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How to build rapport in the age of Zoom

Making a real connection with prospects is harder than ever, but it’s still possible. Let’s find out more.




I’ve talked a lot in previous articles about the importance of personalisation and building rapport when you sell virtually. At our new workshops, we train companies and their salespeople on both of these things. Today, however, I want to drill into what building rapport actually means.

When you have a rapport with a prospect, they trust you and they genuinely like talking to you. This usually translates into sales, but even when it doesn’t, you can always get valuable help and information when you need it.

What rapport isn’t

Before we examine what rapport is in today’s sales environment, let’s look at what it isn’t.

Many salespeople confuse rapport with small talk. You know, talking about the weather or what you did at the weekend. As pleasant as this may be, it’s mundane and your prospect will forget about it as soon as you move on to the central part of your conversation.

Think about it; now we’re all homeworkers, your prospect is talking several salespeople just like you on Zoom every day. If you open your meeting with chit-chat about the rain, you can’t stand out. 

To build genuine rapport, you need to be different.

What is rapport?

Rapport is about building a real connection with your prospect. It’s getting them to know, like and trust you. It’s the type of relationship that if your prospect doesn’t buy from you that time, but they move role, or their need resurfaces, they’ll remember you and what you do.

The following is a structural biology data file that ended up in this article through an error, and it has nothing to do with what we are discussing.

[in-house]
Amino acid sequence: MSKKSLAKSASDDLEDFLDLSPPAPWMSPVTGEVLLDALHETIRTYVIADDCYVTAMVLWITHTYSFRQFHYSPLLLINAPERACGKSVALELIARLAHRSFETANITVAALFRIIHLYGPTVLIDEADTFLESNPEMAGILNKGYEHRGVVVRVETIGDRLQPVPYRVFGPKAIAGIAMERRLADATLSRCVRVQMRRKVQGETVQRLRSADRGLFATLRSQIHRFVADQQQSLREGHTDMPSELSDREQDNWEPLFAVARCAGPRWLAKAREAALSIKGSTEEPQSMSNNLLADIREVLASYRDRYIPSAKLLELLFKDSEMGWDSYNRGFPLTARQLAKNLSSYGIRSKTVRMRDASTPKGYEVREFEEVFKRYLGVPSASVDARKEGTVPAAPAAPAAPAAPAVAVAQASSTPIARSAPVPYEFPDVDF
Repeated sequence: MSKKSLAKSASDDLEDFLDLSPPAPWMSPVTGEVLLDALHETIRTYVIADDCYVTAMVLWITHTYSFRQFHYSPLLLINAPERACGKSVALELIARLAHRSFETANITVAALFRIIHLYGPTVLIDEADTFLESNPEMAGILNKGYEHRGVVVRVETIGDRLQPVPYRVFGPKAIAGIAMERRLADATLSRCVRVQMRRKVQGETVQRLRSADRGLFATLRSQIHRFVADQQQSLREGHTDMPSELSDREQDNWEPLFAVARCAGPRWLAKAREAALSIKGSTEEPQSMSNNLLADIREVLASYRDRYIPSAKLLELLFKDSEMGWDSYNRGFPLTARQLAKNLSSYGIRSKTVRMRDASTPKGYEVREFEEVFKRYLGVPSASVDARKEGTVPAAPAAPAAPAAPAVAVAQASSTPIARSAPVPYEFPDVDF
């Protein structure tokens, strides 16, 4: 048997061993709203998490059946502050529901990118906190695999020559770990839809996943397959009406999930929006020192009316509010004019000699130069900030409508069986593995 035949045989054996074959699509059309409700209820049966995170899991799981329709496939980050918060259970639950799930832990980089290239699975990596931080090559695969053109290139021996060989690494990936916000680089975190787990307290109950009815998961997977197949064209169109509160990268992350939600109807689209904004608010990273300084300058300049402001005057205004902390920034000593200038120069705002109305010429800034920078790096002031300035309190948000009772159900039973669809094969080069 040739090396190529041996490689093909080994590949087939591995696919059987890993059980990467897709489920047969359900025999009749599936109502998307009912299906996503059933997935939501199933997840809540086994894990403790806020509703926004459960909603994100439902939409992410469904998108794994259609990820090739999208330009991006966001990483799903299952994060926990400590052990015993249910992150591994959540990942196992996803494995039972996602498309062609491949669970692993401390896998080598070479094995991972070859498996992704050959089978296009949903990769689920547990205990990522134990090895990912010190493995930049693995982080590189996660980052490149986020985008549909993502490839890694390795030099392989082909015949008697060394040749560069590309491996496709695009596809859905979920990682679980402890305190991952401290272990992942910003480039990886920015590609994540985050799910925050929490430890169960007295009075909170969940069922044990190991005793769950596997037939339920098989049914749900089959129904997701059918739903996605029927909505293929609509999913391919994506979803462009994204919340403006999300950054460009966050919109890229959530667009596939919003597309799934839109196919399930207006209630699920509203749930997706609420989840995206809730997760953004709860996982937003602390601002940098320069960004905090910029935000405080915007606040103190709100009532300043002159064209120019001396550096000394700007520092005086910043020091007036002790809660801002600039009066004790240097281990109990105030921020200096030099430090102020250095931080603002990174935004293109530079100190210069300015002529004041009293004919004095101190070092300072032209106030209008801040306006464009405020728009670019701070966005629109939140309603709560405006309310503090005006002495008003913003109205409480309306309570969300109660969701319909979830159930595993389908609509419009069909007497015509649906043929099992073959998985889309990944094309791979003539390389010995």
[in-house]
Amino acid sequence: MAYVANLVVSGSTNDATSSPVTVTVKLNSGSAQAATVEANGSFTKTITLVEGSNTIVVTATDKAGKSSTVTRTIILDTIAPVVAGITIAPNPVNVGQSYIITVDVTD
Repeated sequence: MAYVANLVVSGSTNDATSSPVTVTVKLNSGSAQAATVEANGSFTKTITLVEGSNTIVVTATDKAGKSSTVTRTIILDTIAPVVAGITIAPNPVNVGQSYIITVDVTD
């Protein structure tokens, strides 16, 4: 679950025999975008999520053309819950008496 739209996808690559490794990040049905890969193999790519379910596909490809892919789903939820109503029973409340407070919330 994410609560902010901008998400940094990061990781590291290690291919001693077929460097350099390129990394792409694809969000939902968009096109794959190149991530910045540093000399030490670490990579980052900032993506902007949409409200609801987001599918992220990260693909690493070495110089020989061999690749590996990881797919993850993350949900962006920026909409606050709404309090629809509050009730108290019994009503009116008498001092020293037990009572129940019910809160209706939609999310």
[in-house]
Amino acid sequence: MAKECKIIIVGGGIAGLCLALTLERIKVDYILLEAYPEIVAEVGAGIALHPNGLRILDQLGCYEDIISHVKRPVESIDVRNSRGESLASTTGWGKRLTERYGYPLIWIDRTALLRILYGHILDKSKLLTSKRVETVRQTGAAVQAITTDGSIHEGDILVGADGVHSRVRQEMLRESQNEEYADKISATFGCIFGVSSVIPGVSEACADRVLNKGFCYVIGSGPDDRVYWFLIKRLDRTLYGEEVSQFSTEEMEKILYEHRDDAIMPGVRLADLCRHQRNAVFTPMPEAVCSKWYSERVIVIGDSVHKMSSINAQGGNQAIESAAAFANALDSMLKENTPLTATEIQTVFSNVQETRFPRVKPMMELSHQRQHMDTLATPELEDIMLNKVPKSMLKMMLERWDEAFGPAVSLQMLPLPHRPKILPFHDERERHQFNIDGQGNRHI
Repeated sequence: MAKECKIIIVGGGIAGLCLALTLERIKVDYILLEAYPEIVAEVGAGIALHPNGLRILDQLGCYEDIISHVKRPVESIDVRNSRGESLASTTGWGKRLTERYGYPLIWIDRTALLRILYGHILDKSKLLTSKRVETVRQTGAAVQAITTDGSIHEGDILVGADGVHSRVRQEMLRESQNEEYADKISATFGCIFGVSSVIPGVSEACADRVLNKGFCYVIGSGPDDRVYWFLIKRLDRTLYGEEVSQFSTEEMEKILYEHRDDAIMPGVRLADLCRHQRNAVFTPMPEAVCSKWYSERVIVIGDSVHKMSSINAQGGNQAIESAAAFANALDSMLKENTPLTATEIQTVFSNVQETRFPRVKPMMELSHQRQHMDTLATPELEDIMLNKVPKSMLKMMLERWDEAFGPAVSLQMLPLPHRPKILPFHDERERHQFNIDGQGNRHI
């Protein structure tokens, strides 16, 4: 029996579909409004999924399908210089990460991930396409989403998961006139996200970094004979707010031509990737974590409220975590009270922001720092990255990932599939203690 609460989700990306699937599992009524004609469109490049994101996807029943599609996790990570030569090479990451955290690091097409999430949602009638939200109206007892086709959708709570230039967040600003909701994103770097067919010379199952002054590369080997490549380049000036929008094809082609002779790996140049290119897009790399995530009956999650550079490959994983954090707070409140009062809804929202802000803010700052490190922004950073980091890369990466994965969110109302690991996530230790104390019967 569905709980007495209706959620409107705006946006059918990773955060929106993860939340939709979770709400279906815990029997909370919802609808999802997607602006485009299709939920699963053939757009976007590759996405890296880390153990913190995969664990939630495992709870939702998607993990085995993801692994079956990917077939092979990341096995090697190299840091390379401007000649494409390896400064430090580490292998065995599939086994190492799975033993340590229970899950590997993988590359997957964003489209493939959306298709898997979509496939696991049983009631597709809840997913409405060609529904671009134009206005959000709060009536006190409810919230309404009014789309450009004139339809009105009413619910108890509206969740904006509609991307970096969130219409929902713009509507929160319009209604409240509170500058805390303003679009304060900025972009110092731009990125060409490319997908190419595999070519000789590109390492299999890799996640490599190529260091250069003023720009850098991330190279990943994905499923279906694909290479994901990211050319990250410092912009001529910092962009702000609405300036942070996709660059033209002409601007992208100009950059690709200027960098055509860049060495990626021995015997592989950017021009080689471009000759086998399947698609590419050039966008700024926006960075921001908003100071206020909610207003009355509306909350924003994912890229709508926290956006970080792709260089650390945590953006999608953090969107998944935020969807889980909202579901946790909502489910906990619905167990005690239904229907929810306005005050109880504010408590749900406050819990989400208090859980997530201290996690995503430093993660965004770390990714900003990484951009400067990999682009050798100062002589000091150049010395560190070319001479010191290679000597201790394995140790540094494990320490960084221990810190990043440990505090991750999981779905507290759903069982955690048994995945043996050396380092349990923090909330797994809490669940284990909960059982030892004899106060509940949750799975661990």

Rather than talk about what you want to talk about – i.e. easy stuff like the weather – you need to go the extra mile and find out what makes your prospect tick. Take your small talk a little deeper and uncover interests and passions you can unite around. Rapport develops from there.

There are two easy ways to get this going, which, trust me, other reps aren’t doing right now. 

Always go on camera

Zoom is a video communication app that lets the person you’re talking to see you as well as hear you. So why do some people turn their cameras off during Zoom chats? You may as well be on the phone!

How can you begin a genuine relationship with someone if all they can see of you is a grey box with your name in it? How do you think they feel when they know that you could show your face, but you choose not to?

When someone can see your facial expressions, they get a better feeling about you. They can absorb your confidence and your sincerity. Plus, as Gong uncovered in a study, you are 127% more likely to close a deal if you use video at some point in your sales process.

So, leave that camera on! 


The other way to build rapport is to practise active listening. Just like you listen to what your prospect tells you when they talk about pain and need and such, listen just as hard when they’re talking about their interests or their family life or whatever. 

I know this is hard on Zoom, when you’re looking at yourself or wondering why your phone is bleeping away, but if you can do it, you can reap the rewards. 

As you do when you sell, take what they tell you and develop it. Ask questions and listen to the answers. Focus on what they say and be genuinely interested. People like to be listened to and it helps you find common ground.

In these challenging times, when we don’t see people as much as we used to, we like to chat. We’re more open to having a conversation just to pass the time and see what develops. Use that to your advantage.